We were greeted by a male down at the main entrance, crawling under a car. Here's Neil dealing with this recalcitrant butterfly -

Of course, the police were called and weren't impressed by his explanation. Mr Hulme is still helping them with their inquiries down in Corby nick.

I'm off to Knepp tomorrow... ... ...

Friday, June 23, 2017

Doings in Fermyn...

Neil and I were in Fermyn Woods today, working with BBC Countryfile and living legend presenter John Craven to film The Emperor's Breakfast, for transmission on Sunday July 9th.

Despite a lot of cloud and marginal conditions the Emperor was on good form, and was highly obliging. Several males came down to our baits, both on the breakfast table and on shrimp paste puddles on the nearby rides - and it wasn't just shrimp paste and fermented sardines, for a particularly smelly runny French cheese (worse than Stinking Bishop) was favoured.  

On several occasions we saw vistas of three males, patrolling the oak tops. I also witnessed a classic 'tumble-down' - mated female rejecting an amorous male.  

It looks as though this will be the peak weekend for numbers and activity at Fermyn, where the butterfly commenced on Sat June 17th.

The other day a pristine female ab. lugenda was photographed in Fermyn, by Lucy Milner (the poet Edward Thomas's great-granddaughter). She's sending me the picture, which I'll post here.  

Here are some memories from today -

When it comes to eccentricity Britain still has what it takes... ... ...

Is it peaking in June?

In the top Bucks wood yesterday afternoon, there was no sun, a very brisk breeze and a temperature of 20 degrees. Just 12 were seen in 66 minutes, all high up, clashing and gliding around the Oaks and Ashes. Little Sallow searching. When I retraced my steps along the ride where I had seen 6, about 30 minutes later, none were to be seen. I have seen this before: presumably, they are not constantly on the move and have periods of respite in the trees.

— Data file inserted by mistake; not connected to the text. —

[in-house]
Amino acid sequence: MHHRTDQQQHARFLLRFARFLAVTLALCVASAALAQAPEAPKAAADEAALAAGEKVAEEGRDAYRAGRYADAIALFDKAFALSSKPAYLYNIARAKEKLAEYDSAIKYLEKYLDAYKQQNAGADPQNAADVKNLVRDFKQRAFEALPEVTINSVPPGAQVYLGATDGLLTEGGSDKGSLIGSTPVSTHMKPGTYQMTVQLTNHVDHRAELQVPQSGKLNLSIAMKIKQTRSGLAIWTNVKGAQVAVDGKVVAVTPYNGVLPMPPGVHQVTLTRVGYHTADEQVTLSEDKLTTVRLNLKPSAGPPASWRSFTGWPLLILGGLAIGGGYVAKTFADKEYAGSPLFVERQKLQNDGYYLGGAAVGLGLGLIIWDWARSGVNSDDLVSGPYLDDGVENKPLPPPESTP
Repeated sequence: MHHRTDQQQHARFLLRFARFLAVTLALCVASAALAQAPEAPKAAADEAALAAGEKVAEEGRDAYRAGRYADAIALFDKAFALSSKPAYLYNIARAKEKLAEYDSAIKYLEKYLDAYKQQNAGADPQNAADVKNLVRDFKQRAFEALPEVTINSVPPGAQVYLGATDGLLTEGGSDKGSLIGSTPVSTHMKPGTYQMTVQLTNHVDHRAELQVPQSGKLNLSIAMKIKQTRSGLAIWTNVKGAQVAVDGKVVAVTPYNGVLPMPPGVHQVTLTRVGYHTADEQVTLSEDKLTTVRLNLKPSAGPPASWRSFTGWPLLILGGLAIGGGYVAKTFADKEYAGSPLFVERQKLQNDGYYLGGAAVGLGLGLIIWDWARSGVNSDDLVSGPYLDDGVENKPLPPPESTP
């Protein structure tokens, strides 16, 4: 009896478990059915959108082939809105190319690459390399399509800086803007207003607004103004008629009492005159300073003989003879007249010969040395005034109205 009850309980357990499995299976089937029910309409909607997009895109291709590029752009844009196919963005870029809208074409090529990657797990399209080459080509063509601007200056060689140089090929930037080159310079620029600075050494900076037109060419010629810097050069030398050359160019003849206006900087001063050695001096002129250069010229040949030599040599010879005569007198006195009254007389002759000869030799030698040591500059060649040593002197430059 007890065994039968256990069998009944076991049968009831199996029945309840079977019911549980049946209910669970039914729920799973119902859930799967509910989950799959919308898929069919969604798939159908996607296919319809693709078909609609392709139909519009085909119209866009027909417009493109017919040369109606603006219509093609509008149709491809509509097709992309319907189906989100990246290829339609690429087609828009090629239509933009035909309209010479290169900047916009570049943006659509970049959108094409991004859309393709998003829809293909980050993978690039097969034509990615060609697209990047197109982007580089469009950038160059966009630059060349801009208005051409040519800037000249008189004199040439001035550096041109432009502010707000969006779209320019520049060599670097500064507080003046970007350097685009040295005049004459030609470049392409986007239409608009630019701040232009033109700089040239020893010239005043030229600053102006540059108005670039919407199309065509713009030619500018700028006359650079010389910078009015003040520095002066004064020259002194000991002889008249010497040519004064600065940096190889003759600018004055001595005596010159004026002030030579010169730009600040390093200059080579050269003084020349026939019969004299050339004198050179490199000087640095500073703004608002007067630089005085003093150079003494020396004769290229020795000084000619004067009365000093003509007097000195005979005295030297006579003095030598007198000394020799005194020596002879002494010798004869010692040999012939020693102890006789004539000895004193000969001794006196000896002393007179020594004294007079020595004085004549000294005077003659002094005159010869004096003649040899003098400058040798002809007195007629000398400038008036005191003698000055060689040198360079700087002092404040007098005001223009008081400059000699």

Today, the Campbells spent 140 minutes in the wood, in similar weather conditions as yesterday, and saw 43, so they have not peaked yet.
It is good to know that in woods where the numbers are high, we can go looking even if there is no sun; as long as the temperature is in the late teens, we will see activity.
A few days ago we were in Little Wood Oxon which is on a very steep slope. A very large wide Ash at the top of this slope is normally a banker for seeing activity; we saw nothing in 15 minutes. We went down the slope to the bottom where the trees are very close together, allowing poor views of the tree tops. In one small opening, however, we were treated to two pairs of males clashing.
Nothing is certain or predictable in the Emperor's world!

Abbots Wood

Lucky again with the groundings. It seems to me that there are more individuals around this year with plenty of activity mid to late morning along the main ride. Even spotted one settling onto a pine tree at the top car park.

Thursday, June 22, 2017

Midsummer Madness As British Emperoring Record Tumbles

Exeter University student Harry Drew had never seen a Purple Emperor before arriving at Knepp, for what must inevitably become an unforgettable summer as a resident research volunteer.

I met Harry rather late in the morning, for an introduction to Knepp and its emperors, but wasn't expecting the fireworks we were about to experience. This was about to become a Midsummer Day I will never forget, and nor will he. I had already commented that this year's population size was hard to call, as the searing heat over previous days had clearly suppressed activity - but by how much?

Heat again subdued activity, but this time only between 3pm and 6pm, with the slight breeze preventing burn-out before this period of quiescence. Our meticulous and methodical count, between 10.30am and 8.00pm, of 148 individual Purple Emperors could thus have produced even more.